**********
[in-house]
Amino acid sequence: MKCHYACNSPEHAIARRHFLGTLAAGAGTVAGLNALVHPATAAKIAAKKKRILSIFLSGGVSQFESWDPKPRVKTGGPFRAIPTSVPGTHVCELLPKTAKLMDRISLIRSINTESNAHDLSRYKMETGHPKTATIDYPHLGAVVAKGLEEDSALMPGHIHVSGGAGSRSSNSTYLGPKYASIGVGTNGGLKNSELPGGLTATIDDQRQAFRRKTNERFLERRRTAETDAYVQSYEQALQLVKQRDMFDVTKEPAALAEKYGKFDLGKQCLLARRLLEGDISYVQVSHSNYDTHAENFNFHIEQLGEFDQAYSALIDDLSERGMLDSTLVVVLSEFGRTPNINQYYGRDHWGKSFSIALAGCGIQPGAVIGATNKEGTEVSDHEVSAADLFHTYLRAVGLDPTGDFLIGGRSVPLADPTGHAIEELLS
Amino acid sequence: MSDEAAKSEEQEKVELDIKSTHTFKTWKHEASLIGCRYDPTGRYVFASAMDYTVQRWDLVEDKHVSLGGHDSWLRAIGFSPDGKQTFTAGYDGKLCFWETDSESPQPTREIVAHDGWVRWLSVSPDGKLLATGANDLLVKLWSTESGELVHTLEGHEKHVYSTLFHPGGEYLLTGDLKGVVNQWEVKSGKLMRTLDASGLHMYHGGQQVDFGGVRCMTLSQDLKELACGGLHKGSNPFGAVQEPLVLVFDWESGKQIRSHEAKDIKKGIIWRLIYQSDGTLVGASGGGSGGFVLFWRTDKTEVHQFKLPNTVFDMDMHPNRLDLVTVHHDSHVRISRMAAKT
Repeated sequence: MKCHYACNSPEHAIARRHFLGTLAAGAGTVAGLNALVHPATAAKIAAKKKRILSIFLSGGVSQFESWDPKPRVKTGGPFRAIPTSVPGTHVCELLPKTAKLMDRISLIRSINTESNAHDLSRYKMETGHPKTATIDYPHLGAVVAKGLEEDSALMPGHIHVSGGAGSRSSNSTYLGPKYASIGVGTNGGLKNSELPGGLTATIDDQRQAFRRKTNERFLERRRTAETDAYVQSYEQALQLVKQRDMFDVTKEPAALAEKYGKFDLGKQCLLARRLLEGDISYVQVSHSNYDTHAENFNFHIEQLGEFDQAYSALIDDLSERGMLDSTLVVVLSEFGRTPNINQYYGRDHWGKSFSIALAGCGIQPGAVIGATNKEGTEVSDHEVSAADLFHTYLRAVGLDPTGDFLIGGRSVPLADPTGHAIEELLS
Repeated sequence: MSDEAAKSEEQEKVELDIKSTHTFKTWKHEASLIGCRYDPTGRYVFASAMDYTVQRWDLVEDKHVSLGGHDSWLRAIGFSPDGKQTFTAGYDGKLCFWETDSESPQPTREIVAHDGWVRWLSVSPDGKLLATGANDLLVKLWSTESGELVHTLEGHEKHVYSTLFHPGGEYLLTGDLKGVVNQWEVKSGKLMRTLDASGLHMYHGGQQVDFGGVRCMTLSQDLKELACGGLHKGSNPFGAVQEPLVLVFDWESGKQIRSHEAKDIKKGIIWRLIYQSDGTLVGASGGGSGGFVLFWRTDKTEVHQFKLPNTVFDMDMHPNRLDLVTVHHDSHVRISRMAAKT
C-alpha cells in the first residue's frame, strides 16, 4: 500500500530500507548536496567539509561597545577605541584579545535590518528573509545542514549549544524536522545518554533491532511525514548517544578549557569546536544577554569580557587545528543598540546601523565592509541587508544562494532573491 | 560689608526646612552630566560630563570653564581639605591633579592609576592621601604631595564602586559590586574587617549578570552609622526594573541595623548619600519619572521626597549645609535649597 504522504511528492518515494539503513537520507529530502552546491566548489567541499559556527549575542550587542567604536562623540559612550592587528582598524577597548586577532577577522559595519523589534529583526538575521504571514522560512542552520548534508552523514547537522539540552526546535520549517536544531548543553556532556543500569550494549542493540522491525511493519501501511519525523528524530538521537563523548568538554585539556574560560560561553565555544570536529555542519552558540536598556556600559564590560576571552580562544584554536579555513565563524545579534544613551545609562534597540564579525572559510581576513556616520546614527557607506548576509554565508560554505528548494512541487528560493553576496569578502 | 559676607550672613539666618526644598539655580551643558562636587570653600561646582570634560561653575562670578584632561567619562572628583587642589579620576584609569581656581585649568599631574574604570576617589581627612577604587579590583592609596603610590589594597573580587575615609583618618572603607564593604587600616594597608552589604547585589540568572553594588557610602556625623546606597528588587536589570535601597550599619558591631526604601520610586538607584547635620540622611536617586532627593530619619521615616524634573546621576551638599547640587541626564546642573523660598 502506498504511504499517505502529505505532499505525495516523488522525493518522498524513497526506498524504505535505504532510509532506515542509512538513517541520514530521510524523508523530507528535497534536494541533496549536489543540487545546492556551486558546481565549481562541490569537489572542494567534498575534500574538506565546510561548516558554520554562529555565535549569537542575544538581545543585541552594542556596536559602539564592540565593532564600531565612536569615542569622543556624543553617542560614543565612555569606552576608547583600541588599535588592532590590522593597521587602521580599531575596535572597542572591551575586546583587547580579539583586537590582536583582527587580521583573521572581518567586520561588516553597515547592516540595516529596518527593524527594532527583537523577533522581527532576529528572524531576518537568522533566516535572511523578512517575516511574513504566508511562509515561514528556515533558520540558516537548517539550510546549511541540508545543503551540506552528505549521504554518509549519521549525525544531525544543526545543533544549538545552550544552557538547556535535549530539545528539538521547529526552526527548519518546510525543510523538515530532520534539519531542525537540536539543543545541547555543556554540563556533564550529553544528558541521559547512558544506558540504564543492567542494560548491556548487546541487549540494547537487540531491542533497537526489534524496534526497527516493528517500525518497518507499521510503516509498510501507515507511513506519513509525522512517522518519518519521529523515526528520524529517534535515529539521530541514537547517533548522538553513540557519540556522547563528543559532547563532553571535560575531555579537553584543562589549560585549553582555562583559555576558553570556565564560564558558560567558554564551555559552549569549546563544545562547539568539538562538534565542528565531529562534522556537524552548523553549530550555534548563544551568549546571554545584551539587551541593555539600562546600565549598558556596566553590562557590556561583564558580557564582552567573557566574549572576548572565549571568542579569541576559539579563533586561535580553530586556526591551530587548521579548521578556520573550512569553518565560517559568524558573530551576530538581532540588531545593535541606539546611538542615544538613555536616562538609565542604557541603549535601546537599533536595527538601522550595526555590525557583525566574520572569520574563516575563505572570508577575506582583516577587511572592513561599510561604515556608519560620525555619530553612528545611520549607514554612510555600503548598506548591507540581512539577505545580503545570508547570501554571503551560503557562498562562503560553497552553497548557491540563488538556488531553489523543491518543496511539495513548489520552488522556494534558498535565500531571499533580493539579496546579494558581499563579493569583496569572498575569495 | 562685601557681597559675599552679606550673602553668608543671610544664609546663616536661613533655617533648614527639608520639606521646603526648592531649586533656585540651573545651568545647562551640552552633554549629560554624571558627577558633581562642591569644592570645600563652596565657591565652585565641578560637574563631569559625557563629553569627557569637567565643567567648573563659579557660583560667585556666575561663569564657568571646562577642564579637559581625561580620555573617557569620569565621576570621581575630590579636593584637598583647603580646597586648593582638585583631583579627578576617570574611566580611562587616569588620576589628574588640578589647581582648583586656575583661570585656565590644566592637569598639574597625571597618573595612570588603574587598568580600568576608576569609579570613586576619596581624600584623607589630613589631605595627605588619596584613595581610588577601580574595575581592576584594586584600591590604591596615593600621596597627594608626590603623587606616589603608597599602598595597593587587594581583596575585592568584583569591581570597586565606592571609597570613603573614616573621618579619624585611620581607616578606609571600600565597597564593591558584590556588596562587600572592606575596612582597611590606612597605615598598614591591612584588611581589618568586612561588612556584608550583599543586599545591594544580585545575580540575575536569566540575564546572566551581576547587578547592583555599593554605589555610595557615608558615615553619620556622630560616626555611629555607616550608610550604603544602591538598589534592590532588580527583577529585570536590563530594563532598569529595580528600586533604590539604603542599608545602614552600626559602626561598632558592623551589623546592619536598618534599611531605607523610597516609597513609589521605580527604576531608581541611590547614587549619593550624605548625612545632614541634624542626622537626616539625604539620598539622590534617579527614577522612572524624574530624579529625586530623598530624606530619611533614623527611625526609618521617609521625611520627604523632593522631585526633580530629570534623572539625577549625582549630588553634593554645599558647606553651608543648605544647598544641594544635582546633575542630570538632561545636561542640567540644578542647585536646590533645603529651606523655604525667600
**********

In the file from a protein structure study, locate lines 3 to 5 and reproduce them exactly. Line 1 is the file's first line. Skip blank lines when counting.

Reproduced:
Amino acid sequence: MSDEAAKSEEQEKVELDIKSTHTFKTWKHEASLIGCRYDPTGRYVFASAMDYTVQRWDLVEDKHVSLGGHDSWLRAIGFSPDGKQTFTAGYDGKLCFWETDSESPQPTREIVAHDGWVRWLSVSPDGKLLATGANDLLVKLWSTESGELVHTLEGHEKHVYSTLFHPGGEYLLTGDLKGVVNQWEVKSGKLMRTLDASGLHMYHGGQQVDFGGVRCMTLSQDLKELACGGLHKGSNPFGAVQEPLVLVFDWESGKQIRSHEAKDIKKGIIWRLIYQSDGTLVGASGGGSGGFVLFWRTDKTEVHQFKLPNTVFDMDMHPNRLDLVTVHHDSHVRISRMAAKT
Repeated sequence: MKCHYACNSPEHAIARRHFLGTLAAGAGTVAGLNALVHPATAAKIAAKKKRILSIFLSGGVSQFESWDPKPRVKTGGPFRAIPTSVPGTHVCELLPKTAKLMDRISLIRSINTESNAHDLSRYKMETGHPKTATIDYPHLGAVVAKGLEEDSALMPGHIHVSGGAGSRSSNSTYLGPKYASIGVGTNGGLKNSELPGGLTATIDDQRQAFRRKTNERFLERRRTAETDAYVQSYEQALQLVKQRDMFDVTKEPAALAEKYGKFDLGKQCLLARRLLEGDISYVQVSHSNYDTHAENFNFHIEQLGEFDQAYSALIDDLSERGMLDSTLVVVLSEFGRTPNINQYYGRDHWGKSFSIALAGCGIQPGAVIGATNKEGTEVSDHEVSAADLFHTYLRAVGLDPTGDFLIGGRSVPLADPTGHAIEELLS
Repeated sequence: MSDEAAKSEEQEKVELDIKSTHTFKTWKHEASLIGCRYDPTGRYVFASAMDYTVQRWDLVEDKHVSLGGHDSWLRAIGFSPDGKQTFTAGYDGKLCFWETDSESPQPTREIVAHDGWVRWLSVSPDGKLLATGANDLLVKLWSTESGELVHTLEGHEKHVYSTLFHPGGEYLLTGDLKGVVNQWEVKSGKLMRTLDASGLHMYHGGQQVDFGGVRCMTLSQDLKELACGGLHKGSNPFGAVQEPLVLVFDWESGKQIRSHEAKDIKKGIIWRLIYQSDGTLVGASGGGSGGFVLFWRTDKTEVHQFKLPNTVFDMDMHPNRLDLVTVHHDSHVRISRMAAKT